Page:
The third category is milestones. Organizations pay attention to milestones in tenure, but we're less accustomed to paying attention to milestones based on our work. Shouldn't a manager be celebrated not just for surviving at the firm for 10 years but also when their tenth direct report receives a promotion because of their mentoring?
Once you realize that moments have this disproportionate power, you can start to spot the ones that deserve more attention.
Do you have any examples from the legal world?
Chip: Great trial lawyers have a strong sense of moments. A lot of the most important moments are ones that are thoughtfully produced to create emotion on the part of the listeners.
Dan: "If the glove doesn't fit, you must acquit." The most famous trial of all time really hinged on a moment and it was a totally produced moment. If we want to spark a moment, it can be more powerful for them to discover the truth themselves, or trip over the truth. The demonstration in the O.J. Simpson trial allowed a kernel of doubt to manifest in the minds of the jurors.
Another example of tripping over the truth comes from a story told to us by a small business owner who started a retirement fund for his employees. They weren't utilizing the plan even though he offered to match their contributions. One day he called everybody into a conference room and walked in quietly with a mysterious looking bag. He unzipped the bag, turned it upside down, and a bunch of cash piled out onto the table. He said, "This is the amount of money you left on the table by not maxing out your 401k match. I'm going to pile all this money back into the bag, take it to the bank, and deposit it in my account. Next year at the same time, we're going to do this again. Is the money going to be in your pocket or mine?" He said there was a rush of enrollments in the 401k plan.
Tripping over the truth is about creating an 'aha!' moment that’s more powerful than logic. It's a way of dramatizing an insight.
There was a dramatization in Switch about a manufacturing organization. Can you tell us that story?
Chip: It's about a man who noticed the organization’s procurement system was ineffective and needed to get the attention of the leadership team.
He had a research assistant track down the different types of gloves the organization was ordering for their factories. He invited his colleagues into a conference room where he had 424 different pairs of gloves on the table. They looked at the price tags and realized they were paying four dollars for some and eleven dollars for others. After the demonstration, the leadership team identified that they needed to fix their procurement system. All of a sudden, a group of people who wouldn't normally be interested in operations were riveted by operations problems.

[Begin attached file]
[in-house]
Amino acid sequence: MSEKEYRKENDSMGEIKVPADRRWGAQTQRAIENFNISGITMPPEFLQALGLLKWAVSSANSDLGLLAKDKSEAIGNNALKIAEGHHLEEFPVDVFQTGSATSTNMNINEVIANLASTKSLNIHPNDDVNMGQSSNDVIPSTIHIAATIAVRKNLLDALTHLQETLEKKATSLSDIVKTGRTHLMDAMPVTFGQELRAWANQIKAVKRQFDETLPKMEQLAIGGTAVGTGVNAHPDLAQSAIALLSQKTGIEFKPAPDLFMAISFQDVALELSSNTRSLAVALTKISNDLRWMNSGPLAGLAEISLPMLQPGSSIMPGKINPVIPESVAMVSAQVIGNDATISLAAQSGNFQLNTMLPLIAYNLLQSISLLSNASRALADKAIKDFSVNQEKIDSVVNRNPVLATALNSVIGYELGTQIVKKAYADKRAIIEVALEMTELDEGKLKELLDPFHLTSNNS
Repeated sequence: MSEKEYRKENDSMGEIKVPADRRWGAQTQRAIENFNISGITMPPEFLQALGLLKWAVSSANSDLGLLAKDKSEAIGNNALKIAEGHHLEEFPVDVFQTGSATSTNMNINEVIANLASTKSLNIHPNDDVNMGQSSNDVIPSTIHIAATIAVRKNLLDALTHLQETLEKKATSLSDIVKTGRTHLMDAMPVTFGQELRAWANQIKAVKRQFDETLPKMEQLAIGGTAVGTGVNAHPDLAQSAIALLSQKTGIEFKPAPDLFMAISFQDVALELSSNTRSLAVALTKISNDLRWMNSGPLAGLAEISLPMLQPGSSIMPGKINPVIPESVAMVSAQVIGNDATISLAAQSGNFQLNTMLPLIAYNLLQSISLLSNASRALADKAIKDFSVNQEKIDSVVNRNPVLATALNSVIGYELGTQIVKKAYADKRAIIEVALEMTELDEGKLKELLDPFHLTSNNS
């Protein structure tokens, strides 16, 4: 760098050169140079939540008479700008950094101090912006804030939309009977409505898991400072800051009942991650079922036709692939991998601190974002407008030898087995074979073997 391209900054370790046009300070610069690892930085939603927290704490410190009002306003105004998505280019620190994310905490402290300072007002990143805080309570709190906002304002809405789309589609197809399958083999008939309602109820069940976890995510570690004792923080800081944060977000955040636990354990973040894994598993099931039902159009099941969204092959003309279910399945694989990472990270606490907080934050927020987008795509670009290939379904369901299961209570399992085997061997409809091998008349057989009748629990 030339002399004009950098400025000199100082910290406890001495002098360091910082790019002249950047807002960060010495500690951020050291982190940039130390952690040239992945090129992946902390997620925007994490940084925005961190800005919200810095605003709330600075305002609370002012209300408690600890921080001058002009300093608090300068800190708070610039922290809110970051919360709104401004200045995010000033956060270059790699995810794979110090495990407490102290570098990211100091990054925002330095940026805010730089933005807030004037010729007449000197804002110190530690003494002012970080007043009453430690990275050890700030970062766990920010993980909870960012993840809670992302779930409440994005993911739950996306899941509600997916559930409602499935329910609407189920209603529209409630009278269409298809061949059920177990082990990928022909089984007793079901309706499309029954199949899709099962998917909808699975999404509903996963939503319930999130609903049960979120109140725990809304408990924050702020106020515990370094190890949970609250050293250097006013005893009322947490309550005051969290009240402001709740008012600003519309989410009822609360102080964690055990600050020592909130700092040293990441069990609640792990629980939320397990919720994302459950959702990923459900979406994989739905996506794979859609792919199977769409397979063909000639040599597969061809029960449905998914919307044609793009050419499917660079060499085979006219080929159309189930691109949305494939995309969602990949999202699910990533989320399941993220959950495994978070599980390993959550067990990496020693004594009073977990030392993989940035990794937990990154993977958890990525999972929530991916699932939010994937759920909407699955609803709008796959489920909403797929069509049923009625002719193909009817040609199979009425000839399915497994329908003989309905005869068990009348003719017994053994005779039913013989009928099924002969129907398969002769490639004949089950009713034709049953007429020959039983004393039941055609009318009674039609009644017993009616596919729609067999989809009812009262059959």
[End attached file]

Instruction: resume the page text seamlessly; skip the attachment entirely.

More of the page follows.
It seems that tripping over the truth goes hand in hand with storytelling. What are some elements around storytelling that can reframe a moment?
Chip: Researchers who look at jury trials are finding that evidence itself doesn't always matter in jury decision making because people can't remember all of it. If you tell a narrative that encapsulates the information, and your opponent doesn't, you're going to be ahead of the game because people are going to remember what your narrative highlights.
Dan: Stories have traits that make them sticky. They are concrete. They create scenes you can imagine and they include surprises and emotion. These are elements that predispose ideas to be remembered and acted upon. In the legal world, the story serves as a thru-line for all the individual points of evidence. In the absence of the story, it becomes disconnected bits of data.
Chip Heath is a professor at Stanford Graduate School of Business, teaching courses on business strategy and organizations.
Dan Heath is a Senior Fellow at Duke University’s CASE center, which supports social entrepreneurs. At CASE, he founded the Change Academy, a program designed to boost the impact of social sector leaders.